A brew with a view on woodland walk
●● AN ancient woodland was one of the historic gems awaiting members of East Cheshire Ramblers at the start of a recent six-mile walk led by Sue Munslow...
The beautiful Spring Wood in Biddulph Country Park has existed on the site since at least 1600 and was formerly part of the Biddulph Grange estate on the borders of Staffordshire and Cheshire – once owned by James Bateman (1811-1897), a celebrated horticulturist of his day who used his inheritance to develop the grounds with woodland walks and ornamental gardens, including Chinese and Egyptian themes.
The grange and 15 acres of gardens were acquired by the National Trust in 1988 and have since been extensively restored after years of neglect.
Twenty five ramblers including five new members attended the walk which proceeded through the woods to join the Staffordshire Moorlands Walkway and climbed steadily uphill – the frosty yet clear and sunny conditions affording lovely views across the valley below out towards Congleton and Mow Cop.
After crossing the valley towards Whitemoor, coffee was taken overlooking Biddulph Park and Bosley Cloud before the walkers continued over Congleton Edge where they were greeted by more great views, this time of the Cheshire Plain and Congleton, before returning to Biddulph Country Park through Willocks Wood and Gillow Heath via the quaintlynamed hamlet of Nick i’ th’ Hill.
East Cheshire Ramblers will be organising upwards of 250 walks this year of various distances and grades to suit all levels of ability – from gentle strolls of around five miles to midweek and weekend outings ranging in length from eight to 14 plus miles.
In addition there are regular weekends away and social outings as well as courses on practical subjects like map reading and dealing with a medical emergency outdoors.
New members are always welcome.
For further information go to ramblerseast cheshire.org.uk. ●● THERE are hundreds of dog training books and DVDs (I’ve made a few myself) all with different opinions. For a dog owner seeking help it’s very confusing.
Attending a new dog class is like trying out a new restaurant. You don’t know how good it is until you have been.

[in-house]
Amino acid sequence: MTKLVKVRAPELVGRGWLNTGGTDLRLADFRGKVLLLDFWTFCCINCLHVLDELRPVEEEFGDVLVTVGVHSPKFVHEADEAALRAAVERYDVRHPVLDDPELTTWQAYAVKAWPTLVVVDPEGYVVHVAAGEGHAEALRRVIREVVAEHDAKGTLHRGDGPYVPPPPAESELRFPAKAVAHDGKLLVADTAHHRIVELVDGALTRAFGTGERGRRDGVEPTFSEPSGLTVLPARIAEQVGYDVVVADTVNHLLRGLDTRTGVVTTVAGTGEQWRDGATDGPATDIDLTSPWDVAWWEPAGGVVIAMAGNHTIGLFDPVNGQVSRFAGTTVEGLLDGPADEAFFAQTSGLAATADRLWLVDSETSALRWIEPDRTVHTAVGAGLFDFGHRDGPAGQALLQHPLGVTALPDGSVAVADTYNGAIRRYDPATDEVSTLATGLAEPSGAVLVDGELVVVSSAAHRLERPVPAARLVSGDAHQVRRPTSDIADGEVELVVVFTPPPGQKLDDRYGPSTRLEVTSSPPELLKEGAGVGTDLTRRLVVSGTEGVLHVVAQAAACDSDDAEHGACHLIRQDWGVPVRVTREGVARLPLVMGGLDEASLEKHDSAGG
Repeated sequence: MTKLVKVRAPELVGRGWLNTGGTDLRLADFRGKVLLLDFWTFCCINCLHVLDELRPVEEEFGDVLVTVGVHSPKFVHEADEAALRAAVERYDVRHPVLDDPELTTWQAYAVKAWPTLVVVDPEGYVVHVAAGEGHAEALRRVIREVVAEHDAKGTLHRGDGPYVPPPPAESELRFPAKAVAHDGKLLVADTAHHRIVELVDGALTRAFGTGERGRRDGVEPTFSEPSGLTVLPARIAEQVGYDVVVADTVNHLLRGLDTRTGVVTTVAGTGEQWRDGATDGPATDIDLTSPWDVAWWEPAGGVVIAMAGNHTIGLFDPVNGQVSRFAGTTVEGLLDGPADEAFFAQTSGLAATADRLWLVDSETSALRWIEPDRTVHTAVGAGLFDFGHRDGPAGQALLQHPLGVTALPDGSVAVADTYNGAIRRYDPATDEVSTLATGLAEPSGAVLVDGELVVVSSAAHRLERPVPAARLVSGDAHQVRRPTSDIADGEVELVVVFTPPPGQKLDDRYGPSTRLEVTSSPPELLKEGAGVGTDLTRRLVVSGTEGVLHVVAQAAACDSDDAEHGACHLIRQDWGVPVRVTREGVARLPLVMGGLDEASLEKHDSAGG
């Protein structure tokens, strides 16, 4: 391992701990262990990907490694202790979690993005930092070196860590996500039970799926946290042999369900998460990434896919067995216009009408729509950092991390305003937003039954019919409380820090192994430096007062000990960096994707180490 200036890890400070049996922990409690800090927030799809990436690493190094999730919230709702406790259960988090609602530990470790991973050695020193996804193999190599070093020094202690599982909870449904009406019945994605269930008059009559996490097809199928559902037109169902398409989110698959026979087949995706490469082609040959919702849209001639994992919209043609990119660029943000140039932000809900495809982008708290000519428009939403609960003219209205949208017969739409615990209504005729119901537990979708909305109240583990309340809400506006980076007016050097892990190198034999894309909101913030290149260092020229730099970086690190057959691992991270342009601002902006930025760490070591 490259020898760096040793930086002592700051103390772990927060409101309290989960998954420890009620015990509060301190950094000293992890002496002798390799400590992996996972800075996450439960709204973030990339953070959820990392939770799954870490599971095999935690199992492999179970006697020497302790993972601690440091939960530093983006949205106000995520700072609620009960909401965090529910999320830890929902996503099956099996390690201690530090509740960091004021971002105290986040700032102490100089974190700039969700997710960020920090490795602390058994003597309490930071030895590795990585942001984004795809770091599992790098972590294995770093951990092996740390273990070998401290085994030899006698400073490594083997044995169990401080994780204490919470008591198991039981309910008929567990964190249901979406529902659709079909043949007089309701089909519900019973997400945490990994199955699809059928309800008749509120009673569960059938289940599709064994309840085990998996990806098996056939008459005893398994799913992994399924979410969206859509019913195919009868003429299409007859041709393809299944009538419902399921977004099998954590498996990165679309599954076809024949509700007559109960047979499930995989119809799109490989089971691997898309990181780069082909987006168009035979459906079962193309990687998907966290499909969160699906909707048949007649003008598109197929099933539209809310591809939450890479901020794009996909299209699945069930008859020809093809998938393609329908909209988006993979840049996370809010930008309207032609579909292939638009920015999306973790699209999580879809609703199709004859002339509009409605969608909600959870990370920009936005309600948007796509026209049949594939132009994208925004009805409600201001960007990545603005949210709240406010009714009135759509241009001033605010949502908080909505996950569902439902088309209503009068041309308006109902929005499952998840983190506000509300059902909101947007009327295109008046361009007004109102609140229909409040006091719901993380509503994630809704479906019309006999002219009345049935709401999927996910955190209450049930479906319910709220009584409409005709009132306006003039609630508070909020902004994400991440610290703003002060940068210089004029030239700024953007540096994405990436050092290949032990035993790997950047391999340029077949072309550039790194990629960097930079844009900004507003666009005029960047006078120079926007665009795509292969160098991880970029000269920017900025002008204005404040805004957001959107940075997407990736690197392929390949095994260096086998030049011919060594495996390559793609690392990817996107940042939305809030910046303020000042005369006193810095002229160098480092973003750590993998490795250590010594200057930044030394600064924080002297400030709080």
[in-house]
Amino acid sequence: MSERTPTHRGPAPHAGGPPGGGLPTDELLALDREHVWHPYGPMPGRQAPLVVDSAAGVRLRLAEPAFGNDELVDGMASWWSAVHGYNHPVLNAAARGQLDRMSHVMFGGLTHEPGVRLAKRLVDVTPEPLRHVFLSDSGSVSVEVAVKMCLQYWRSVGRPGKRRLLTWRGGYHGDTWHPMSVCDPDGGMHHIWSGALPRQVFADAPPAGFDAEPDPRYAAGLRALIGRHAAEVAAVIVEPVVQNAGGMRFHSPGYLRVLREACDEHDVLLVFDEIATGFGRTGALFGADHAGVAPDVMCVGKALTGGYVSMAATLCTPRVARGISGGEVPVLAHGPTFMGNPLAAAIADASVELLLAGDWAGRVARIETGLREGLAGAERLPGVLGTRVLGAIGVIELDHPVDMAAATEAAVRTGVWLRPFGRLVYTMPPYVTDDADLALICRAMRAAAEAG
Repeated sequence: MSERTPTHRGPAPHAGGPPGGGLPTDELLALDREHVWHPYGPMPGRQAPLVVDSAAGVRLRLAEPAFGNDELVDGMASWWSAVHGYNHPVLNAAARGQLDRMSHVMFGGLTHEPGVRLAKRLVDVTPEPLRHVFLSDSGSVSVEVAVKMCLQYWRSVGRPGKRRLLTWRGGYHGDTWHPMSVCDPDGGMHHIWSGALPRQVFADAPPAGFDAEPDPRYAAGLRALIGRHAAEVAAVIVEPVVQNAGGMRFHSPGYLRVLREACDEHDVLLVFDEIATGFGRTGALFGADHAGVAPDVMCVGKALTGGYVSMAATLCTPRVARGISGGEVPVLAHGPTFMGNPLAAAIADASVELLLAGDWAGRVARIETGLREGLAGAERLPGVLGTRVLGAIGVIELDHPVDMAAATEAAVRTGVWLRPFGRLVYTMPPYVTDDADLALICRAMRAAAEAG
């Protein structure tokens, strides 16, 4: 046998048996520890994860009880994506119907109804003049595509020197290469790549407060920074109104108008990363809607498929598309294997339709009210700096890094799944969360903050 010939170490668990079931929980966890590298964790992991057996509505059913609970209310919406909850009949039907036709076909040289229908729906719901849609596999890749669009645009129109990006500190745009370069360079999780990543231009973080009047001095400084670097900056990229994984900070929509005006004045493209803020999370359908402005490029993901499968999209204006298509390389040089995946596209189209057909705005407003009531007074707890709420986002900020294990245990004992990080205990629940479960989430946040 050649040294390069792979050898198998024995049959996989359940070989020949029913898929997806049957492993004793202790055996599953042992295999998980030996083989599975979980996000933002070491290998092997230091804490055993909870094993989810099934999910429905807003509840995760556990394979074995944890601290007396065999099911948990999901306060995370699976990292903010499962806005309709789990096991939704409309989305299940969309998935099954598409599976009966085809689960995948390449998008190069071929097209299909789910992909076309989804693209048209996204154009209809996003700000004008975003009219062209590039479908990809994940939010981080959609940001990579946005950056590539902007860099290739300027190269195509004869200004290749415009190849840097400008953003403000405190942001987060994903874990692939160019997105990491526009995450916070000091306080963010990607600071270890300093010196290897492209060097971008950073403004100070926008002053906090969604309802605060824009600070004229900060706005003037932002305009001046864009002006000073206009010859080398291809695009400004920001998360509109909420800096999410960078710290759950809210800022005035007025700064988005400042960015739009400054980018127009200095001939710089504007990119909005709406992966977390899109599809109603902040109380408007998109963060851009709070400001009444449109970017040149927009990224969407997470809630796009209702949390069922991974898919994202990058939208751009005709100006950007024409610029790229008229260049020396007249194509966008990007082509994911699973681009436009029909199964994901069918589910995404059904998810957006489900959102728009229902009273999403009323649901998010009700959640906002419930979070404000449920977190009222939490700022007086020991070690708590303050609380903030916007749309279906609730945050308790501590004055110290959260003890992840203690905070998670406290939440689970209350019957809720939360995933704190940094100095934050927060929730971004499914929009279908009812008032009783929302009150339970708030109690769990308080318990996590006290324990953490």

Some are excellent and others so bad you’ll be worse off than if you never went at all. Unfortunately, you won’t know which one you have until you complete the course.
So what should owners do? The answer is a lot easier than you imagine.
Take a close look at homeless people and their dogs.
I’ve been observing them for 20 years and I have yet to meet a homeless person with an unruly dog.
I followed a homeless man in London’s Covent Garden walking his two dogs off lead all the way to Marble Arch across some of the busiest streets in the country. The dogs were totally focused on him and wherever he walked they followed.
I saw a homeless lady in Brighton ride across town on a battered old bike while her dog kept pace on the pavement stopping whenever she stopped.
So how do they do it? How come homeless people do things with their dogs most of us can only dream about?
It isn’t simply the amount of time they spend together, it’s having rules, boundaries and a leadership. Homeless people cannot afford unruly dogs, no shelter or town centre will allow it.
When they are on the move they walk with purpose. These dogs don’t have time to wander off.
Food appears when it appears so they learn to stick close to their owners.
These dogs share a deep bond with their owners based on discipline, leadership and care.
Most pet dogs have lots of care but very little else.
If you need help with your dog go to www. vicbarlow.com or text me on 07590 560012.
●● Homeless people cannot afford to have unruly dogs – no shelter or town centre will allow it
●● Coffee was taken on Whitemoor overlooking Biddulph Park and Bosley Cloud